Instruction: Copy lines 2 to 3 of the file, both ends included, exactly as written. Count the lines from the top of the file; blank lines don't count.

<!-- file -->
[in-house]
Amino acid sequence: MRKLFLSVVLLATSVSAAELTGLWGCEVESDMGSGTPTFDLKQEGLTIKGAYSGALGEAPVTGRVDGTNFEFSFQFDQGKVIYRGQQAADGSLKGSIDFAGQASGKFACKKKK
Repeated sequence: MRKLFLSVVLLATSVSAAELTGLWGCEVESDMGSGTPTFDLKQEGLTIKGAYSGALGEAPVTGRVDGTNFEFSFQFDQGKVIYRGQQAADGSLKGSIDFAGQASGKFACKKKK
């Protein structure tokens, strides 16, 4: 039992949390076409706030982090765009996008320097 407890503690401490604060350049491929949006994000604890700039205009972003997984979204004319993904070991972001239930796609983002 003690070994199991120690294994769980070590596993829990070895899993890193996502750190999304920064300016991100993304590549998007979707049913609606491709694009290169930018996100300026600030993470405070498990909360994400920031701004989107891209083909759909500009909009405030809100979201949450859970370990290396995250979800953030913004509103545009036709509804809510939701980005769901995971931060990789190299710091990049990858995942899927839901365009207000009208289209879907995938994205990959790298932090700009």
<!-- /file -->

Amino acid sequence: MRKLFLSVVLLATSVSAAELTGLWGCEVESDMGSGTPTFDLKQEGLTIKGAYSGALGEAPVTGRVDGTNFEFSFQFDQGKVIYRGQQAADGSLKGSIDFAGQASGKFACKKKK
Repeated sequence: MRKLFLSVVLLATSVSAAELTGLWGCEVESDMGSGTPTFDLKQEGLTIKGAYSGALGEAPVTGRVDGTNFEFSFQFDQGKVIYRGQQAADGSLKGSIDFAGQASGKFACKKKK